Q&As with Allegra McEvedy
Allegra McEvedy, MBE, is a chef, food writer, part-owner of the Leon restaurants and all-round good egg. Food critic Giles Coren said of Leon: “It’s a miracle. Leon is the future.” And he’s not wrong. Here, Allegra explains why she’ll never be tempted to take her healthy fast food chain down the ‘Golden Arches’ route.
Why is the chain called Leon?
When me and my two business partners Henry and John had the idea of
setting something up, we had a focus group conducted, and it was
suggested we have a high-powered, cutting edge, end-in-a-hard consonant
name – that sort of thing. And we were dying inside!
So it’s named after John’s dad, Leon (whose recipe for spaghetti Milanese features in the book). It sounded
right. But we like to think it’s about more than the name – the food, maybe? These things need to be attractive but ultimately we have to deliver.
The restaurants are proving very popular…
We have eight restaurants now and one in
opens in the New Year, and
in the spring. We’ve had more Christmas bookings this year than in the last
three years; maybe it’s because we’re doing a three-course lunch for
to visit the website for restaurants’ details).
Why are there not more fast food restaurants like Leon, that use fresh,
seasonal ingredients at affordable prices?
I think it’s mad that it hadn’t happened
already. A lot of people in London eat breakfast and lunch out, but
what was on offer is not what people wanted to eat. Lunch affects your afternoon and your energy levels, and no one was
producing good food in a takeaway format. What I eat at home,
I want to be able to eat on the street. At Leon, people feel at
home in the restaurant.
The Leon style is sexy and fun – is it aimed at a younger audience?
It depends on the restaurants’ location but I’ve yet to find a
demographic that doesn’t like Leon. Leon has levels – it’s a nice place
to have coffee, or a takeaway or a casual dinner.
Are you planning to extend out of London?
We plan to have lots and lots of Leons. We like that we’re giving
people a choice, that we make food like people make at home. Eventually, there’ll be Leons in Bristol,
Manchester, Europe and America.
Are you concerned that with expansion you’ll end up becoming as corporate as McDonald’s?
We’re nothing like the Golden Arches. It’s very important to us not to
be homogenised on the high street, to be lots of individual restaurants
rather than a chain. So our restaurants are different-looking and
sympathetic to each particular street or location.
Who chose the recipes that went into the book?
All me, I’m wholly responsible. I’ve listed everything I ever made for the Leon menu. I chose interesting recipes, good for each season, and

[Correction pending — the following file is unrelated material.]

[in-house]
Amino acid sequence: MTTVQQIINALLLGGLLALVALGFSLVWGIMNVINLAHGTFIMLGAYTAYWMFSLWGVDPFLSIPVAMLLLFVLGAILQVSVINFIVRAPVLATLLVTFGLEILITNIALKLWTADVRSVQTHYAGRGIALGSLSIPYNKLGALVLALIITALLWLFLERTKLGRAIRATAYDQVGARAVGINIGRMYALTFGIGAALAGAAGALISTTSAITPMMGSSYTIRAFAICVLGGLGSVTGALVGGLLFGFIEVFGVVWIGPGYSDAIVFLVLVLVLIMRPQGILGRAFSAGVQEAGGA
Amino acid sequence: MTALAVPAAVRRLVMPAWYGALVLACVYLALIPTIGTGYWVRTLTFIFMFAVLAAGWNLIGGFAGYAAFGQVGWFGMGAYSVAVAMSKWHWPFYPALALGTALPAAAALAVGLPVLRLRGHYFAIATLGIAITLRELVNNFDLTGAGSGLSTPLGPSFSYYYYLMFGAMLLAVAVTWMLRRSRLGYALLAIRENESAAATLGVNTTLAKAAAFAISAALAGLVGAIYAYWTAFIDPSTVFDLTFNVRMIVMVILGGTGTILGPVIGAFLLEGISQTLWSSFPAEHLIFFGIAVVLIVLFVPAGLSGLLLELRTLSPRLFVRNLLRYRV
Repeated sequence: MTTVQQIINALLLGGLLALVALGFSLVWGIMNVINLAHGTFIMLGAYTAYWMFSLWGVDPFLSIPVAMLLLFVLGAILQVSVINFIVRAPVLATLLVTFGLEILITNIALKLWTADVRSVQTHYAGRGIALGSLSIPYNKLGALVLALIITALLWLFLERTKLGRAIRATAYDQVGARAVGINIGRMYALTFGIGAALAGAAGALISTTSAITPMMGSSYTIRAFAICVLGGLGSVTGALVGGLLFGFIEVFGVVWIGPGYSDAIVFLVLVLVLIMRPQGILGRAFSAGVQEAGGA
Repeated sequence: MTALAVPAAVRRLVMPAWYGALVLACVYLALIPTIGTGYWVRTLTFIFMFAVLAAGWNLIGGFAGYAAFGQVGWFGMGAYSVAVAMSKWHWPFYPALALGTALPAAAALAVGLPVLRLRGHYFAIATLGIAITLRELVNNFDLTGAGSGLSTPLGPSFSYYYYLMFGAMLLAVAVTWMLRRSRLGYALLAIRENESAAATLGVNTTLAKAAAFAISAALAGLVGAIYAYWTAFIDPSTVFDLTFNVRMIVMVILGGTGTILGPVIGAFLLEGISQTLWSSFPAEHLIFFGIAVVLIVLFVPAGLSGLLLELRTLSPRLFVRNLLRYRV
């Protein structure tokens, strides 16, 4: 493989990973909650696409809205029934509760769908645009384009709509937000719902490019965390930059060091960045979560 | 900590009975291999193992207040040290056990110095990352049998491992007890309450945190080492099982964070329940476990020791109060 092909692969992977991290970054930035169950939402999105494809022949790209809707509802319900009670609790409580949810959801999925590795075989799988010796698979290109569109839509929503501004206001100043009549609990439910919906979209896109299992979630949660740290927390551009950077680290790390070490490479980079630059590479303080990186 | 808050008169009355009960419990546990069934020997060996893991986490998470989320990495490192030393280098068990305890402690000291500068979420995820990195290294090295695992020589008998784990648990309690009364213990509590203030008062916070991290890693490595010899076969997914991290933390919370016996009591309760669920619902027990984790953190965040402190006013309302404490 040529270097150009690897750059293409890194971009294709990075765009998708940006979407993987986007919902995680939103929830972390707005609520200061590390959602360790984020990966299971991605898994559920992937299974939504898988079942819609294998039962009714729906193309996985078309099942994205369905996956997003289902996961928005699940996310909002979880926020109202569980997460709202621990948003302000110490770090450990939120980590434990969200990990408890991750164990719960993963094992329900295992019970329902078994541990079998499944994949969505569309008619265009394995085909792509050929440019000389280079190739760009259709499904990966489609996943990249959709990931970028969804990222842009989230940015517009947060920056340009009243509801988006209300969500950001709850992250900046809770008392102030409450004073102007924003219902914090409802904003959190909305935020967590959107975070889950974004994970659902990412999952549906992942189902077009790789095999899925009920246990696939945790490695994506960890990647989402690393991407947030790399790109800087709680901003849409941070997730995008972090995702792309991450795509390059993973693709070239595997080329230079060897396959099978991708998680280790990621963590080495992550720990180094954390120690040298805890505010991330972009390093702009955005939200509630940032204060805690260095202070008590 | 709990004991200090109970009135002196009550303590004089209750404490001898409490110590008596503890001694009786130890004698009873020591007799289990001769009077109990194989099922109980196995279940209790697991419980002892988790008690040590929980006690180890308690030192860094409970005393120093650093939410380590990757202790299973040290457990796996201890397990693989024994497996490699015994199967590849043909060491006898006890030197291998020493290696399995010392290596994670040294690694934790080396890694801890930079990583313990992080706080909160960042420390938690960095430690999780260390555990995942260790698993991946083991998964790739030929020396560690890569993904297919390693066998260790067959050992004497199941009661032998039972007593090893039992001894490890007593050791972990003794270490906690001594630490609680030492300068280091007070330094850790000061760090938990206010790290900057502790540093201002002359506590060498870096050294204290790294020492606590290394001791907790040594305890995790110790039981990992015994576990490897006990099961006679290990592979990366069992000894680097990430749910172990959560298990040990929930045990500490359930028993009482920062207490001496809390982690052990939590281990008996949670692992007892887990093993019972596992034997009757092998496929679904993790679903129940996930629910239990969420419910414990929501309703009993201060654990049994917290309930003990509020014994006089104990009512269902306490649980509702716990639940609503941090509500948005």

family and friends’ recipes personalise it; they helped Leon grow.
So Leon is very much a collaboration?
My sister did the drawings, my sister-in-law the bean collage (pictured in the pulses section), and staff at Leon did designs (for the book).
It’s a book of two halves: why did you
choose a different format from a traditional cookbook? Was it your
intention to be educational?
John and I talked about doing something more than a recipe book,
something a bit more from the heart. It’s much more about learning,
sharing the knowledge. We see Leon as a place of sunshine; sunshine is essential for us and
our ingredients. The book is good for stealth learning; hence it’s an
ingredient book (as well as a recipe book). It’s useful.
Did you discover a new favourite dish or ingredient when you compiled the book?
As a chef you’ve got to keep your mind open – staying seasonal but up
for a change. The thing I go nuts about is vinegar; it’s got such a good
flavour. I have about 14 at home – there’s the ciders, sherrys, malts, red
wine – it’s my fetish of the moment.
Thinking about the credit crunch, can you recommend a Leon recipe from the book that’s cheap to recreate at home?
One of the things that’s great about the book is that the recipes have
to be the equivalent (price) of Pret a Manger or Eat to be affordable,
so everything in there is a cheap eat. It’s bloody good value; the
recipes are really affordable and good, filling dishes (we heartily
agree – check out Allegra’s
You’re known for being a food writer and chef as well as part-owning Leon; what other projects are you working on?
Well, I’ve got
(Allegra writes a weekly column for the newspaper), and I’m working with
– I’ll be working with the nut farmers in Kerala. It’s important to tell the story of Fairtrade; people think that supermarkets cream it but that 2p really does go back
to the farmers and does make a difference. I’m also working on the new
BBC series of
– it will be on food from the 1920s It’s a good decade, a
boom time, the food fits the mood – expect a large champagne fountain!
Read our review of the Leon cookbook